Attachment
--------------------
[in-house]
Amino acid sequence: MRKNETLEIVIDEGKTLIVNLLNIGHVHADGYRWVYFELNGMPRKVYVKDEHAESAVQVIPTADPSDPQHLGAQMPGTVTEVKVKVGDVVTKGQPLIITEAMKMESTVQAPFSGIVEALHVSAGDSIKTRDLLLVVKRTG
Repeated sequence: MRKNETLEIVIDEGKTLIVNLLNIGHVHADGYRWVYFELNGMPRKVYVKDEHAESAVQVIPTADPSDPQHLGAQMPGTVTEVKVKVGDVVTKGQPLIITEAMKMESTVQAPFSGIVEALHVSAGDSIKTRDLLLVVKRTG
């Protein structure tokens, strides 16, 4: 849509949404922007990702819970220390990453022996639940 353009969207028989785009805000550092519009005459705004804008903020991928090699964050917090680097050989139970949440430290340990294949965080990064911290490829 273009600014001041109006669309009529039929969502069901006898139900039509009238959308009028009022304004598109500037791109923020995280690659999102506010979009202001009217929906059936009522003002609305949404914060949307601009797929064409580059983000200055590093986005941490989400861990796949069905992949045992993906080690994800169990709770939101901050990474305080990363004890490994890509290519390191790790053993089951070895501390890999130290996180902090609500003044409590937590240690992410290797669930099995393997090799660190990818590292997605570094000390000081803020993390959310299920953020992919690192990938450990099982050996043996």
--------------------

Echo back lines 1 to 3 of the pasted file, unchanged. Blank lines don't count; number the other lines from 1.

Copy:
[in-house]
Amino acid sequence: MRKNETLEIVIDEGKTLIVNLLNIGHVHADGYRWVYFELNGMPRKVYVKDEHAESAVQVIPTADPSDPQHLGAQMPGTVTEVKVKVGDVVTKGQPLIITEAMKMESTVQAPFSGIVEALHVSAGDSIKTRDLLLVVKRTG
Repeated sequence: MRKNETLEIVIDEGKTLIVNLLNIGHVHADGYRWVYFELNGMPRKVYVKDEHAESAVQVIPTADPSDPQHLGAQMPGTVTEVKVKVGDVVTKGQPLIITEAMKMESTVQAPFSGIVEALHVSAGDSIKTRDLLLVVKRTG